Laura Smith with sons William and Nicholas outside Congress for Pope Francis' address.
Laura Smith with sons William and Nicholas outside Con­gress for Pope Fran­cis’s address.
The outside Basilica of the National Shrine of the Immaculate Conception during the canonization mass.
The outside Basilica of the National Shrine of the Immac­ulate Con­ception during the Can­on­ization Mass.

Fifty years after the first papal visit to the United States, friends of Hillsdale, stu­dents, and alumni went to see Pope Francis during his visit Tuesday through Sat­urday of last week.

Thou­sands of people from all across the country flooded Wash­ington, D.C. for the oppor­tunity to pray with the Pope and attend one of his masses.

Laura Smith and her two sons, William and Nicholas, made the drive to D.C. to see the Pope.

“We wanted to see him when it was announced last year that he was coming,” Laura Smith, the wife of Pro­fessor of English Stephen Smith, said.

They didn’t plan on going, though, until a week before he was expected to arrive. The next day, Smith and her two sons had three tickets to see Pope Francis address Con­gress.

“His address to Con­gress was the most his­toric part of his visit,” said Smith, “A pope had never spoken to Con­gress before.”

Smith said that their oppor­tunity to see Pope Francis was largely thanks to Brian McGuire, Mitch McConnell’s Chief of Staff, who also happens to be her son’s god­father. He was able to get them their last-minute tickets to see the Pope’s address to Con­gress.

The Smiths’ week was packed with events. They began their trip to D.C. Monday night and arrived in Maryland Tuesday morning. After stopping at the Kirby Center, they went to bed early so that they would be able to get up at 3:30 the next morning to go to the parade.

“We were basi­cally camping and sleeping on the sidewalk,” Smith said.

Seven hours and one appearance on Good Morning America later, they and thou­sands of others watched Pope Francis drive through DC in his pope-mobile.

Emmaline Epperson, a Hillsdale alumna, waited in line for four hours in Philadelphia to go through security in order to see him.

“It was def­i­nitely worth it, though, because I got within twenty feet of the Pope,” Epperson said.

At 2:30p.m., Smith received a text from a friend that three tickets to the Can­on­ization Mass were available.

“It was a minor miracle that we were able to go,” Smith said. “There was this beau­tiful con­nection because a woman I had never met, who was a friend of a friend, knew I was looking for these tickets for my sons and I, and went out of her way to make sure I got them. Our seats ended up being caddy-corner to the Vice Pres­ident. It was just truly amazing.”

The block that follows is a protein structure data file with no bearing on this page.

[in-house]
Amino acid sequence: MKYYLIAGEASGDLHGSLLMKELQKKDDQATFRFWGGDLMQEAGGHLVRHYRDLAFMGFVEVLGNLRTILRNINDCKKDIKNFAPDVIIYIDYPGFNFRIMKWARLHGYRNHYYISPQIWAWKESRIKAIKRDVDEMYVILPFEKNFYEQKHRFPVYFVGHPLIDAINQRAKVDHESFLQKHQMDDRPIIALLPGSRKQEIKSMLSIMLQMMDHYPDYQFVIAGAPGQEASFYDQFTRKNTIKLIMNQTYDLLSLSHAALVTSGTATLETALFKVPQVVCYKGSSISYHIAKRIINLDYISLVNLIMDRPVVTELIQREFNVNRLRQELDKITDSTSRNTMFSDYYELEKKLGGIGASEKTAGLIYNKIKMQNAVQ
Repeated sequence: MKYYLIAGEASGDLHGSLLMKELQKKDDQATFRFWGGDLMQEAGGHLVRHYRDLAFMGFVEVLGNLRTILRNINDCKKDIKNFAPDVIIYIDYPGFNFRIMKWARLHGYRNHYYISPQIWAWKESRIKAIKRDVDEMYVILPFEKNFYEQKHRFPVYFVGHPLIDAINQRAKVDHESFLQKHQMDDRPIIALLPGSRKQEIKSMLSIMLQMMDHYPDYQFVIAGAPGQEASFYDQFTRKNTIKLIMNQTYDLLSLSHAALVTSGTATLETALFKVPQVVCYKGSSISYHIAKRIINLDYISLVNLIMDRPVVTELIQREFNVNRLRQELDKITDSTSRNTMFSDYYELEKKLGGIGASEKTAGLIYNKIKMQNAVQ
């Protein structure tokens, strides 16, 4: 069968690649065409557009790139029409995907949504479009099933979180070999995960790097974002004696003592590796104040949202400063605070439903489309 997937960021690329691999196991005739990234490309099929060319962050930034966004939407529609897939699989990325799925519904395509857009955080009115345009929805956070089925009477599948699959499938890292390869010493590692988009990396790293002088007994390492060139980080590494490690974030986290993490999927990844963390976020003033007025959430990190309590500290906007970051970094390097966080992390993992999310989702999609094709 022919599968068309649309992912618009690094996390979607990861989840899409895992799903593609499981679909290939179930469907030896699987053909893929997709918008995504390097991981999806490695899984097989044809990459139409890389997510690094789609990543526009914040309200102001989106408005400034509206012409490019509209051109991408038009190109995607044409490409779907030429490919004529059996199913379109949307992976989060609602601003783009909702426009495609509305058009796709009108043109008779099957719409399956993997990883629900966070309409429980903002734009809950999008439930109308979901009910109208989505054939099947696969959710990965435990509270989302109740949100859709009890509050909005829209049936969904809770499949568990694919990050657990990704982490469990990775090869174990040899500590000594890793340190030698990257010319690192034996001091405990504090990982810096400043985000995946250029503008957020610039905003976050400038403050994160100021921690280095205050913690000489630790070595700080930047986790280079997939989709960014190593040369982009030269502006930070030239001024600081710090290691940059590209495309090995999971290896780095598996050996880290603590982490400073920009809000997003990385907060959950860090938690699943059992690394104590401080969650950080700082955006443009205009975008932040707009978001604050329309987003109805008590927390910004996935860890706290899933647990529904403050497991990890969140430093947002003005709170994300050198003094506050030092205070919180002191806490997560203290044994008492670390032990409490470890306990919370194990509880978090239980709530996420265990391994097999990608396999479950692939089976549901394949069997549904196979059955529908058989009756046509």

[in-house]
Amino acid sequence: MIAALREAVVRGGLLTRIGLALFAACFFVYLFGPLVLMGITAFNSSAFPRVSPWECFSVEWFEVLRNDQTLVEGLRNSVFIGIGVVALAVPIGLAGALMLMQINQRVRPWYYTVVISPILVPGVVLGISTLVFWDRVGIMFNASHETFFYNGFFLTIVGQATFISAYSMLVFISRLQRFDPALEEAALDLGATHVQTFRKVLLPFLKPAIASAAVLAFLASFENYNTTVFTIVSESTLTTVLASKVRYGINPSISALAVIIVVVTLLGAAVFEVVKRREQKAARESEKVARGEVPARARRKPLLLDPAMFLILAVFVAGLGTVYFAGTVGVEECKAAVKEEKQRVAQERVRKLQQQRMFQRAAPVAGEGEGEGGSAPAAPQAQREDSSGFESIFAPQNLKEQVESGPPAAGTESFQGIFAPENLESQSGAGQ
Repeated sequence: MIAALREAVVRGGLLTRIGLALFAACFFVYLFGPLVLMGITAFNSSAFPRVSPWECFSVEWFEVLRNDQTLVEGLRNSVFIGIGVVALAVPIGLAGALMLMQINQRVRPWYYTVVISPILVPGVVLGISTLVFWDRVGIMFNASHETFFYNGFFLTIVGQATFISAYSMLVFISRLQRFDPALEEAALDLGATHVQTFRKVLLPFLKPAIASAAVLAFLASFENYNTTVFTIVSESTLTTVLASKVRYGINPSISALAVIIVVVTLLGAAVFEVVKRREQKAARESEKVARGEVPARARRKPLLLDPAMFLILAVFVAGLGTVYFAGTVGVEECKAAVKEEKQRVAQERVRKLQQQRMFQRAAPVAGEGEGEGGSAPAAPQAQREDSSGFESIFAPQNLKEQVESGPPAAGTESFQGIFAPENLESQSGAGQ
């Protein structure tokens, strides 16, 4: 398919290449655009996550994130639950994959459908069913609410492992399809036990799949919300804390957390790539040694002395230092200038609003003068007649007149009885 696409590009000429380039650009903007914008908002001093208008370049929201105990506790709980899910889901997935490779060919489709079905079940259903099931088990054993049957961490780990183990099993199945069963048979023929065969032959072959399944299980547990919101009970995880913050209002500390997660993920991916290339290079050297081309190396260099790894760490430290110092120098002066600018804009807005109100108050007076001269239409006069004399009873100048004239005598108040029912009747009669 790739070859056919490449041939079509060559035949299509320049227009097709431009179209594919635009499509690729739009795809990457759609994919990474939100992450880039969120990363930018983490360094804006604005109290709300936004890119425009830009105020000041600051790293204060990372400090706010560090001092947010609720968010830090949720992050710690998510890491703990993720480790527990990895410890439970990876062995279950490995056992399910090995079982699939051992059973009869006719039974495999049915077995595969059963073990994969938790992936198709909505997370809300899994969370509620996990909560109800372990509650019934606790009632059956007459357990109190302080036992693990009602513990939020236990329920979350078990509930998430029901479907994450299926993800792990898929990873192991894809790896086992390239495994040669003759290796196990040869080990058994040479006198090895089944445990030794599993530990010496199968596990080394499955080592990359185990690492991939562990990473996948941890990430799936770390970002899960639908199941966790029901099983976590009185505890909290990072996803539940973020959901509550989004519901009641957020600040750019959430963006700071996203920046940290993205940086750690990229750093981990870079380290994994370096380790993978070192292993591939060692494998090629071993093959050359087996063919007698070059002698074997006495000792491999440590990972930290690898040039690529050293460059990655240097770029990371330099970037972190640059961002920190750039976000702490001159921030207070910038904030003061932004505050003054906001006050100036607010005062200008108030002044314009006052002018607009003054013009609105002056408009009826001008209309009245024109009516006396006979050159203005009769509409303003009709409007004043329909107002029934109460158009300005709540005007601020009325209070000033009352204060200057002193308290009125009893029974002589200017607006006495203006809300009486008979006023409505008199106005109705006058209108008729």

Smith and her sons rushed to the Basilica of the National Shrine of the Immac­ulate Con­ception, where Pope Francis was expected to can­onize Junipero Serra, a Spanish-born Fran­ciscan Friar known for starting nine Spanish mis­sions in Cal­i­fornia in the 1700s.

“The mass was the most moving part of the Pope’s visit, even though I couldn’t under­stand much of it because it was in Spanish, English, and Latin, and I wasn’t able to see the screen. It showed the uni­ver­sality of the church, and reminded us that we are apart of some­thing bigger than our­selves,” said Smith.

Epperson also attended the Can­on­ization Mass, but what stuck out to her was how empty Philadelphia was during the mass.

“It was one of the most bizarre things I’ve ever seen,” Epperson said, “the city was com­pletely empty because everyone was there at the mass. They said at one point that there were about a million people there, and every­thing was dead silent.”

Thursday morning, the Smiths headed to Capitol to watch the Pope’s address to Con­gress.

“It was a very dif­ferent feeling than the Can­on­ization Mass,” Smith said. “We were sitting in a political section, which changed the atmos­phere.”

Anna Pfaff, a senior who is cur­rently in D.C. for the WHIP program, also heard the Pope’s address to Con­gress. She and three other girls who are involved in WHIP waited in line for six hours, standing most of the time since there wasn’t enough room to sit.

“It was frus­trating at times, but it was totally worth it. We were able to watch the sun rise from behind the Capitol throughout the morning.”

In con­trast to Pope Francis’s time in Philadelphia, his stay in D.C. was highly politi­cized.

“When you’re living in the capitol, every­thing is absolutely sat­u­rated in pol­itics. It was a much dif­ferent atmos­phere for him to enter into,” Pfaff said.

Pfaff said that one of her favorite parts about the Pope’s visit was when he appeared in one of the windows in the Capitol building, facing the West Lawn.

“He blessed the crowd in Spanish,” Pfaff said, “It was like being in Rome.”

After the address to Con­gress, Smith said that she and her sons went back and prayed to end their pil­grimage.

“We talked about every­thing that had hap­pened, and what it meant to us,” Smith said.

They returned home on Friday, ending their five-day spon­ta­neous adventure. Sat­urday night, the Smiths watched Pope Francis’s address on reli­gious liberty and family life.

“He really spoke from his heart, and it was touching to be able to watch him speak as a family,” said Smith.